One characteristic of human society is the tendency to keep doing something over and over again despite it not working. One example would be our approach to incarcerating criminals to punish them instead of rehabilitating them, compounding their trauma and making it harder for them to live productive law-abiding lives when they get out. But this is the "common-sense" approach, the intuitive human response to the failings of others, punish them and they wont dare do it again. It has never worked, ever, but let's keep doing it. Secular society is screwed because it cannot comprehend that its vision is blurred by sin and therefore knee-jerk, common sense solutions are usually destructive and counter-productive.

So it is with our response to suicide. To kill yourself must be the response of the weak minded and sick - so the thinking goes - so to combat rising suicide we treat individuals medically. Yet suicide is a perfectly rational response to a world as broken as ours and the hopelessness engendered by the dominant forces of our society that push us to live meaningless lives as consumers and victims without transcendent meaning or purpose.

Professor Said Shahtahmasebi, Director of the Good Life Research Trust Centre and editor of Dynamics of Human Health, writes:

Over the last 20 years, I have repeatedly challenged the conventional wisdom about suicide, emphasizing that suicide rates follow a cyclical pattern (the sequence of downward and upward movements of suicide rates). Instead of concentrating efforts on breaking the cycle, decision makers, mental health services, and researchers claim credit for lowering suicide rates when the cycle is on the downturn, then demand more funding to continue with the same services. But when the cycle is on the upturn, they claim suicide is a very complex issue with many socio-economic and environmental risk factors and that they, again, require more funding to extend the same service to more people.

Instead Shahtahmasebi relates how projects where community relationships and family support is increased show that suicide rates can be substantially reduced. Why should this be? It seems obvious to me, instead of being considered as individual consumers with a medical condition to treat, they are having their social bonds and meaningful relationships reinforced and being supported in the existential crisis of life. In meaningful human relationships they find purpose and support for living life.

Suicide is a rational response to hopelessness: why suffer longer if things will not get better? Drugs to ease the pain cannot change the cause of that pain or the futility of a life without hope. Here is one of the greatest gifts Christianity has to offer our world, the hope, the faith, that this world is not all there is, but that there is so much more to being human than what our consumerist individualist materialist society has to offer us.

Monday, November 28, 2016

Why You Want to be "Left Behind"

Two different posts on the rapture came across my desk this morning, and I thought, surely I have blogged on this myself? But no, I have not. I must have preached on it at some point, because I can remember pontificating on this subject, but not here. Well in order to make good for the omission enjoy Rhett Snell and Doug Chaplin as they explain why being "raptured" or "taken" is not actually the Christian aspiration.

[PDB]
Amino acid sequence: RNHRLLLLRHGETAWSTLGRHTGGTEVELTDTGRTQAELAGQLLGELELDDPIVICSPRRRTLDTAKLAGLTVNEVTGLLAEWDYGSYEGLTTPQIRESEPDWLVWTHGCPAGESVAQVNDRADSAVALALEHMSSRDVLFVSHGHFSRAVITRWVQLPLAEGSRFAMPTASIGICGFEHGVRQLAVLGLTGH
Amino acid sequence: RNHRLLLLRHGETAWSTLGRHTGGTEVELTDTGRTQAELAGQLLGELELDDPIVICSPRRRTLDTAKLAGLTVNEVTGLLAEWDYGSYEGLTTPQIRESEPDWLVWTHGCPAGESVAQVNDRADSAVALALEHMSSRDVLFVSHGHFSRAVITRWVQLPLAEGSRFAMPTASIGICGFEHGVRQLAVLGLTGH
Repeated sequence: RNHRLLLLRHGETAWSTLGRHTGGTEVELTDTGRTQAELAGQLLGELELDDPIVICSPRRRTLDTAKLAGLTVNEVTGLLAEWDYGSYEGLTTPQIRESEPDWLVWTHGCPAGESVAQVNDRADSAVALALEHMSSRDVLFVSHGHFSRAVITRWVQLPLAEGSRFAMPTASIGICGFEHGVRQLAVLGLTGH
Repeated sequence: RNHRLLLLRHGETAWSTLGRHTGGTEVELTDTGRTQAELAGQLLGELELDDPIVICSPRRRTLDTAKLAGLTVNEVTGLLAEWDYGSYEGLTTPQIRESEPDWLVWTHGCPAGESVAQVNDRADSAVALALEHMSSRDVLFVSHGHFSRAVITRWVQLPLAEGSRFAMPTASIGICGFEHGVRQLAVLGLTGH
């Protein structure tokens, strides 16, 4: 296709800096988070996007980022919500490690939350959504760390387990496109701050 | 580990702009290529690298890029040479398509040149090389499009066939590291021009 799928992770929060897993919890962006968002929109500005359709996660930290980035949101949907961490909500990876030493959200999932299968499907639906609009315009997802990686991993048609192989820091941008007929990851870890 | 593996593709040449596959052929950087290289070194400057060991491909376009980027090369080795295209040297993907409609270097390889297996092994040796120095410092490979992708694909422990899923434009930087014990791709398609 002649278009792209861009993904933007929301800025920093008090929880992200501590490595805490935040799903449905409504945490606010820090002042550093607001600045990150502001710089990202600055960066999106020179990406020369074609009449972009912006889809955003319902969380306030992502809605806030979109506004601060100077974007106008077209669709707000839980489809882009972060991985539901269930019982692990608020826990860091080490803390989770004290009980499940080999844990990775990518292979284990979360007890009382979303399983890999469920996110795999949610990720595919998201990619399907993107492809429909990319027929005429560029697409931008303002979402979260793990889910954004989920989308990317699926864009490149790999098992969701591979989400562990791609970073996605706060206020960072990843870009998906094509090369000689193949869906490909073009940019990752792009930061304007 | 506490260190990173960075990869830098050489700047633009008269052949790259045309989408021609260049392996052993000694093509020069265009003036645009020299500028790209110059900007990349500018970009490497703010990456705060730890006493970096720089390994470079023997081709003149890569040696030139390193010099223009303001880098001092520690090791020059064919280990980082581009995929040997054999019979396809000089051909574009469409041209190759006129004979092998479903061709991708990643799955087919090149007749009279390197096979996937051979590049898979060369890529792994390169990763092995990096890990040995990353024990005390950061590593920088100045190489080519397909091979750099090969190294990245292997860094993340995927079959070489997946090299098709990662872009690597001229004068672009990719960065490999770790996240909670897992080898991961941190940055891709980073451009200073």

Image result for bed rapture funny

Thursday, November 24, 2016

The Need for Humble Atheists (and Theists)

Read the rest of this helpful article by John Thamatil. (I'm not sure about his frequent, continual, undefined use of liberal - but never mind) HT

What binds many atheists together is an unshakable conviction that they know everything there is to know about religion, namely that it is irrational bondage to immutable doctrine. No amount of counterevidence can convince such atheists otherwise. What irony! But where do they come by this knowledge about religion? Their expertise seems to be derived by virtue of sheer sentience alone.

By contrast, if a theologian were to broadcast her convictions about molecular or evolutionary biology without some years of careful reading and study, she would be met with jeering laughter and summarily dismissed. Why then are uninformed atheists who have never read in theology exempt from similar derision? Sadly, every pedant believes himself entitled to his unearned convictions about religion.

The Addictive Power of End Times Speculation

The mighty Rhett Snell has picked up his blog again (I wonder how long he'll last this time), check out his theory on why people get so into annoyingly unbiblical end times nonsense.

I think that where codes-and-calendars end times theology is dangerous, is that it can give a sense of false growth. We read a theory online, or hear it from some bible teacher, and we come to think that we have mastered an area of our faith. A bit like levelling up in a computer game, or Popeye after he’s eaten some spinach. At worst, we begin to believe that we’ve taken a step that other Christians have not; that we’ve entered an elite class of Christianity.

Wednesday, November 23, 2016

Measuring Success or Faithfulness

[This is first in a series of posts reflecting on the last six years of pastoral ministry in a NZ Baptist church. I'm not looking for sympathy (seriously), or to whinge, I'm trying to reflect on real issues in our theory and practice of ministry.]

At one of my interviews for the role of pastor at the Bay I was asked, "How do you measure success, is it just numbers?" At the time I confidently declared, "Success is about being faithful to Jesus, the numbers don't mean anything." If I'm honest though, at the back of my mind was the firm belief that my ministry would be both faithful to Jesus and show numerical increase.

At the end of six years of ministry at the Bay the numbers are pretty bleak. Each of those years after the first we have seen a decrease in people attending Sunday services, the main yardstick used by our denomination. Baptisms have more or less equalled funerals, and new families have just about equalled those leaving, but each year the church has been less full on a Sunday morning. The other hard data is offerings. For the first four years we increased our income each year, but the last two have seen it dropping, and next year looks lean for the church. If they don't reverse the trend or find other sources of income they will need to start cutting back on ministry.